The night before the Douglas County Free Fair horse show, 7-year-old Paris Nottingham dreamed she'd win the title grand champion.
The next day, she owned not only the title, but a trophy nearly her size.
"I was hoping that would happen," Paris said. "And it was with my favorite horse."
The Baldwin Elementary student was one of 50 horse show contestants Saturday to descend on the 4-H Fairgrounds. Hundreds of volunteers joined them to prepare the area for Monday's livestock and exhibit registration.
"So many people come," said Paris, who will be participating in table setting and the livestock auction. "And they love looking at the exhibits."
More than 300 students are participating in the fair and generate about 6,000 exhibits, said Cathy Brockhoff, extension agent for 4-H youth development. Several hundred community members are expected to attend between Monday and Saturday.
Exhibits will be critiqued Monday and Tuesday, and livestock will be judged throughout the week. Children will take down their exhibits Saturday afternoon and auction livestock that evening.
Most 4-H participants spend the entire year preparing for the annual fair. Baldwin Junior High student Braden Buckley, 12, said he was able to win a blue ribbon at the horse show by practicing.
"If it's not raining, I practice every day," he said while patting Sunny, his white quarter horse. "He's 20 years old but still going."
Eudora West Elementary School student Kaitlyn Werst, 11, waited Saturday morning to compete in her first 4-H horse show. She said she was a little nervous but hoped her practice would pay off.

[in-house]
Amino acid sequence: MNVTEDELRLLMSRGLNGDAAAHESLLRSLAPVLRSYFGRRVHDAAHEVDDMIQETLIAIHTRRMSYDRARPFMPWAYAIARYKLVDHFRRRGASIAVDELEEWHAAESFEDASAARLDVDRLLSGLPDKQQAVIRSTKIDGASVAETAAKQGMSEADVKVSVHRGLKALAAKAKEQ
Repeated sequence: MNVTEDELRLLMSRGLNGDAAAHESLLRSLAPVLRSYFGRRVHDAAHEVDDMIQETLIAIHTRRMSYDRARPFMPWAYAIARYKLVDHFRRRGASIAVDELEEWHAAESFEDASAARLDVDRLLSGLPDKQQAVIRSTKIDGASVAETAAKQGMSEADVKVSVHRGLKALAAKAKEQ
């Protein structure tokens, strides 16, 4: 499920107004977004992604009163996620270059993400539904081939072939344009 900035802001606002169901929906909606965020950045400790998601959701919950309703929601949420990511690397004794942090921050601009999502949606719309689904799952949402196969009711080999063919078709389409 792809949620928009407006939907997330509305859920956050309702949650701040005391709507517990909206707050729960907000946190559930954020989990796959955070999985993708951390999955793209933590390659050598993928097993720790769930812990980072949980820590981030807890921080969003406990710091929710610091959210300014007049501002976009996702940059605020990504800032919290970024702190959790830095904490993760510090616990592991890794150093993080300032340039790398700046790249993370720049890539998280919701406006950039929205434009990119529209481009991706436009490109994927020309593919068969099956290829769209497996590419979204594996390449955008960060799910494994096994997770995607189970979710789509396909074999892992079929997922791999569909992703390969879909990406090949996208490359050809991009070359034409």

"I practice a lot at Grandma's house a lot," she said, sitting beside her pony, Thunder.
The hard work is beneficial, Brockhoff said.
"4-H teaches life skills, for example, goal setting, following through, responsibility and vocational skills," she said. "It gives them a tremendous amount of confidence."
Maturity is noticeable in children who participate in fair projects, said Lawrence resident Eileen Dray.
Her eldest daughter, 21, used to compete in the horse show. Now her younger daughter, 9-year-old Amanda, is carrying on the family tradition.
"There is no better way to teach kids to be responsible than with a living, breathing animal," she said. "It makes you feel better about sending them off to college."
But the fair isn't all work and no play. Brockhoff said it's a fun excuse for the county community to unite.
"It's the end of the summer and kids are looking forward to seeing their friends," she said. "It's very social."